I’m pretty fortunate to be blessed with bushy eyebrows, so the first time I heard about soap brows—the latest trend to sweep the internet—I didn’t think much of it. But even though I rarely fill in my brows, I never leave the house without a swipe of gel to keep them in place.
Then I ran out my beloved Glossier Boy Brow and hit a wall. Usually I’d grab a tube of whatever clear gel showed up in the Glamour beauty closet that week, but considering I haven’t actually been to the office since March, my access to a massive brow stash is limited these days. Which brings me back to soap brows. The technique first went viral on Instagram in 2016, but thanks to TikTok, beauty trends that were old are now new again. And soap brows are having a revival.
What are soap brows?
The idea behind the trend is exactly how it sounds: Instead of using a brow gel, you use a bar of soap to shape and set your brows in place. While the trick has been repopularized by beauty bloggers, it’s actually a classic makeup artist and drag queen technique that’s been used on photo shoots for years. Aside from being insanely cheap, soap is perfect for getting those really fluffy, brushed-up, model-worthy brows that gel alone can’t quite achieve.
If that sounds insane, just watch these TikTok’ers in action:
How to do soap brows
Curious about soap brows’ practically in everyday life—not just on a social media app—I reached out to my celebrity brow specialist Joey Healy for his thoughts. First things first, he says this technique is best for people who already have longer, darker brows. So if you’re still growing back your brows from over-plucking, you might not get the same effect.
He also warns that if you fill in your brows, this might not work for you as the soap can move the pigment around. And if you have more fragile brows, a gel will probably work better for you since the smooshing required by soap brows can slow hair growth.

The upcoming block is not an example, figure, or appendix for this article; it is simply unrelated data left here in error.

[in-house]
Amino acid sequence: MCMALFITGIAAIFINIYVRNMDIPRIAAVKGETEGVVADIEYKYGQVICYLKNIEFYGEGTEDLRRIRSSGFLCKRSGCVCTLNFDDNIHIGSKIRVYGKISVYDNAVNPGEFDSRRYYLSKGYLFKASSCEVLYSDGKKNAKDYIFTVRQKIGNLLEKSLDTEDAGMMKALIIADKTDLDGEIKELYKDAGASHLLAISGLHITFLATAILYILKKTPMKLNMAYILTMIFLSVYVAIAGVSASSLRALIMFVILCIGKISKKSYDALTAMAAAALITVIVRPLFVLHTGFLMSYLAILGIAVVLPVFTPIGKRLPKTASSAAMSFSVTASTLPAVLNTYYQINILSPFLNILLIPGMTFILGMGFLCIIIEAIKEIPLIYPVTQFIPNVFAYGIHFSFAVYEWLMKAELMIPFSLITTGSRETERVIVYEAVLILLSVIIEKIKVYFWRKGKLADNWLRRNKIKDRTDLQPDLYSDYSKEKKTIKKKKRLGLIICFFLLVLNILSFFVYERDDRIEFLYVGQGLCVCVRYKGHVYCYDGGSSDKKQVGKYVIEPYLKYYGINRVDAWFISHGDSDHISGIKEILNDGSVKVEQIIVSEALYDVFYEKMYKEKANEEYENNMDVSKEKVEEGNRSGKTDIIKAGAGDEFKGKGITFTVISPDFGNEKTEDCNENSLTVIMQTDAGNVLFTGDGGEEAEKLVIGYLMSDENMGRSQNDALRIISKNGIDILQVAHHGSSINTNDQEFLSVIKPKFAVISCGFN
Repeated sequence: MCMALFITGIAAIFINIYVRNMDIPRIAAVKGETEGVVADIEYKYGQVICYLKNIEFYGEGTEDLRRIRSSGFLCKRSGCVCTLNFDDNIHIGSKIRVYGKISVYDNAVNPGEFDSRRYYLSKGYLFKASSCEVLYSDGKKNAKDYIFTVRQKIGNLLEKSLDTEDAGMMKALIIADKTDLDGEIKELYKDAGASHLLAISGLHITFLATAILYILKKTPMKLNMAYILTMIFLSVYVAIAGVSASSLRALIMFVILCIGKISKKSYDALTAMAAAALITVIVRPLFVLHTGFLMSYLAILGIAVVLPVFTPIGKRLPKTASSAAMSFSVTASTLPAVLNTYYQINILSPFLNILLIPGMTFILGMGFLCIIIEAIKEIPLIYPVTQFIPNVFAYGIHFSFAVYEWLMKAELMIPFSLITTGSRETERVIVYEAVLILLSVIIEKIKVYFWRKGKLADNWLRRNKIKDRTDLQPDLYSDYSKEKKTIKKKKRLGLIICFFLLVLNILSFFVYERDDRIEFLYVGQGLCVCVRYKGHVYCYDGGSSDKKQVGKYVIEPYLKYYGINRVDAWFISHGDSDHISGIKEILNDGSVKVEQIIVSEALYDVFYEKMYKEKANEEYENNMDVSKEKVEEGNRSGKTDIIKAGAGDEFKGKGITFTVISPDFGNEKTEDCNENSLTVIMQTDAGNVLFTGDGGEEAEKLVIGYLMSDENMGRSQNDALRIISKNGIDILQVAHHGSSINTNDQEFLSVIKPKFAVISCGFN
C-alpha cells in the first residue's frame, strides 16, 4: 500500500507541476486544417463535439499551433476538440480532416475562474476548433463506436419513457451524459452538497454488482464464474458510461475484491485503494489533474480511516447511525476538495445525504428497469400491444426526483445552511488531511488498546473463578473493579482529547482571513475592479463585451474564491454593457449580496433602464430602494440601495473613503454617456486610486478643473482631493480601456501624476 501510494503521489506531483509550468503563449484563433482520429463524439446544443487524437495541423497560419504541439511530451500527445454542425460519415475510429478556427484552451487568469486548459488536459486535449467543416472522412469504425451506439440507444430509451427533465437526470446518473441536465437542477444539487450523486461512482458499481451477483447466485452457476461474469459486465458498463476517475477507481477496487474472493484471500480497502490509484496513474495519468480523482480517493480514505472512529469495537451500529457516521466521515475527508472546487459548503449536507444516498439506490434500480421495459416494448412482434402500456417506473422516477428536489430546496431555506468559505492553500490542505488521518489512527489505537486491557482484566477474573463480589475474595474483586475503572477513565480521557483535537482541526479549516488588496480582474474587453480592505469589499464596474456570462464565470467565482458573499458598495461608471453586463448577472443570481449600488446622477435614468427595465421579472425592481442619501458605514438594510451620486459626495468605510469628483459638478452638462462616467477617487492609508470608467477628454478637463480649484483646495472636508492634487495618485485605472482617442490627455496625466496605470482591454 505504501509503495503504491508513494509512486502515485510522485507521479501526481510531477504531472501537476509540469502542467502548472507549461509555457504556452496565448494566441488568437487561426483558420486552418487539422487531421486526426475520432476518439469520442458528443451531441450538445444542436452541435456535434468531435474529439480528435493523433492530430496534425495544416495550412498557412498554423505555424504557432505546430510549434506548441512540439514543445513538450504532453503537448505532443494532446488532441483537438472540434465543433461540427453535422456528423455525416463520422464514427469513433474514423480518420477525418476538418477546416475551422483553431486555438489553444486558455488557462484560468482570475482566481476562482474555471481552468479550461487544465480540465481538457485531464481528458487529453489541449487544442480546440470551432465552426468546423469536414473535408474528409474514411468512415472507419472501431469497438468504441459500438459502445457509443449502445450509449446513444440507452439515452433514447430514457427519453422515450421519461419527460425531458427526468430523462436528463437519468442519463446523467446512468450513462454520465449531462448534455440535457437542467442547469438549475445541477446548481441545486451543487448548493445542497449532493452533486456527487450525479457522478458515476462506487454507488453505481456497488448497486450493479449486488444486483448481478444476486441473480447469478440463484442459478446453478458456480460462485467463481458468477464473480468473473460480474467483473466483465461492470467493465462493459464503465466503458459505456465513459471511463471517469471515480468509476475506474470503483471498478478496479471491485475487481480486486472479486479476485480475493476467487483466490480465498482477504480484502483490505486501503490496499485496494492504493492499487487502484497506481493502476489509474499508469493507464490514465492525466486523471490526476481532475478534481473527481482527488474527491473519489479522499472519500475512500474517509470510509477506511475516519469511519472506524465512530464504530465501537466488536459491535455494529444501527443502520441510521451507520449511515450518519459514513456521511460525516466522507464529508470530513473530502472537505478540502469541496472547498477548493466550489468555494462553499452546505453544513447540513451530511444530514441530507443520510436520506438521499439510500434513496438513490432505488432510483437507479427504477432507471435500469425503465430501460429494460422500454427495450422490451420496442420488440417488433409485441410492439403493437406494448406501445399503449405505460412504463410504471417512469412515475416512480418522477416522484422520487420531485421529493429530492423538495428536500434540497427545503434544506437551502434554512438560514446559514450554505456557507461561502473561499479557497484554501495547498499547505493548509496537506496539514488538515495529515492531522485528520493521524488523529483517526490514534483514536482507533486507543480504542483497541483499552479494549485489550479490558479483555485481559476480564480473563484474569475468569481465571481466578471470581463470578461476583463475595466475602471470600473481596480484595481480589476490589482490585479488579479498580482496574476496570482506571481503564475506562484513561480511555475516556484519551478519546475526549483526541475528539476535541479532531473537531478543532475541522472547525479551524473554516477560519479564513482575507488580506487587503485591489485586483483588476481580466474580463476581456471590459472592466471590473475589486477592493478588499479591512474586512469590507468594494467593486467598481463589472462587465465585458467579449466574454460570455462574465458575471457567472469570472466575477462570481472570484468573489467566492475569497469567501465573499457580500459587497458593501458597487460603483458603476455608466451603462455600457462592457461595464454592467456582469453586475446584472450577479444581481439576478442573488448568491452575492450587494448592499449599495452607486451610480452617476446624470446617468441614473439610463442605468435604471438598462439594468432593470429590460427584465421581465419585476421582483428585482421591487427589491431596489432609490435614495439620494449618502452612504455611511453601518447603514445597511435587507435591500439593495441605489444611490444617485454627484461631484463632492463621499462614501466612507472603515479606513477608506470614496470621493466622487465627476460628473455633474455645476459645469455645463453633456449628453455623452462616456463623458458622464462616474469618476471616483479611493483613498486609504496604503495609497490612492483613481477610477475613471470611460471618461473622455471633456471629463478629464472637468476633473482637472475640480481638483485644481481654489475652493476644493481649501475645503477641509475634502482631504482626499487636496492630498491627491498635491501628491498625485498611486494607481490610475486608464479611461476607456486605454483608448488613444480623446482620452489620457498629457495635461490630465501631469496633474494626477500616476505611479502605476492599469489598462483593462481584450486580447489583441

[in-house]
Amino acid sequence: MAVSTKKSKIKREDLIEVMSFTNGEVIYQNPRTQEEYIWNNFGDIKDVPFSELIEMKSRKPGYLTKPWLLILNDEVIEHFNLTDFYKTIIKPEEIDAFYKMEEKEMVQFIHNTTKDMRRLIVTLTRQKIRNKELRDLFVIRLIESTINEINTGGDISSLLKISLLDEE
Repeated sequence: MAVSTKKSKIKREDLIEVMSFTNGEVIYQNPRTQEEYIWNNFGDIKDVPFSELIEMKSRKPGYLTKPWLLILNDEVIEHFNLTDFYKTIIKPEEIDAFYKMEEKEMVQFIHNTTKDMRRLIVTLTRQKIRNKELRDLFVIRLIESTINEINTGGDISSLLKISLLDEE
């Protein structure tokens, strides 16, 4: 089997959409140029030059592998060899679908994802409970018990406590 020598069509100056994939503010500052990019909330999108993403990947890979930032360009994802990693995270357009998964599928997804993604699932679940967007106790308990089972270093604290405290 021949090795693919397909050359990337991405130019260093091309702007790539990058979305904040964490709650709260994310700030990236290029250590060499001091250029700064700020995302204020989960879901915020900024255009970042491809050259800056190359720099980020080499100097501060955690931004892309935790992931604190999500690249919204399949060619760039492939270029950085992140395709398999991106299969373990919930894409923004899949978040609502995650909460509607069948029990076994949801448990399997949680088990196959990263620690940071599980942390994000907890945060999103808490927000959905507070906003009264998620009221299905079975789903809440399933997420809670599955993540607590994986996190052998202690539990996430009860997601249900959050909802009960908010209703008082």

With all that in mind, putting soap brows into practice is actually quite simple. All you need is a bar of soap (something clear like Pears Original is best), a disposable spoolie brush, and some water or setting spray. Just wet your brush and lightly drag it across the soap.
“If you do too much, it will start to lather and will look a little white,” says Healy. “You just want it to be ever so damp, and then press your brows in the direction of hair growth—up and then over, and then down.” The result is brows that are essentially glued into place but look extremely natural.
To be honest, I was skeptical. If it was so revolutionary, why wasn’t everyone throwing out their brow gel in favor of soap? But I was surprised at how user-friendly it is. I love the way it makes my brows stay perky and fluffy, and it actually kept them that way all day, without feeling flaky or chunky. It wasn’t messy, and I spent less time on my brows than usual.
I’ll never break up with my Boy Brow for real, but until I buy a new tube, you can bet I’ll have a bar of soap handy.
Bella Cacciatore is the beauty associate at Glamour. Follow her on Instagram @bellacacciatore_.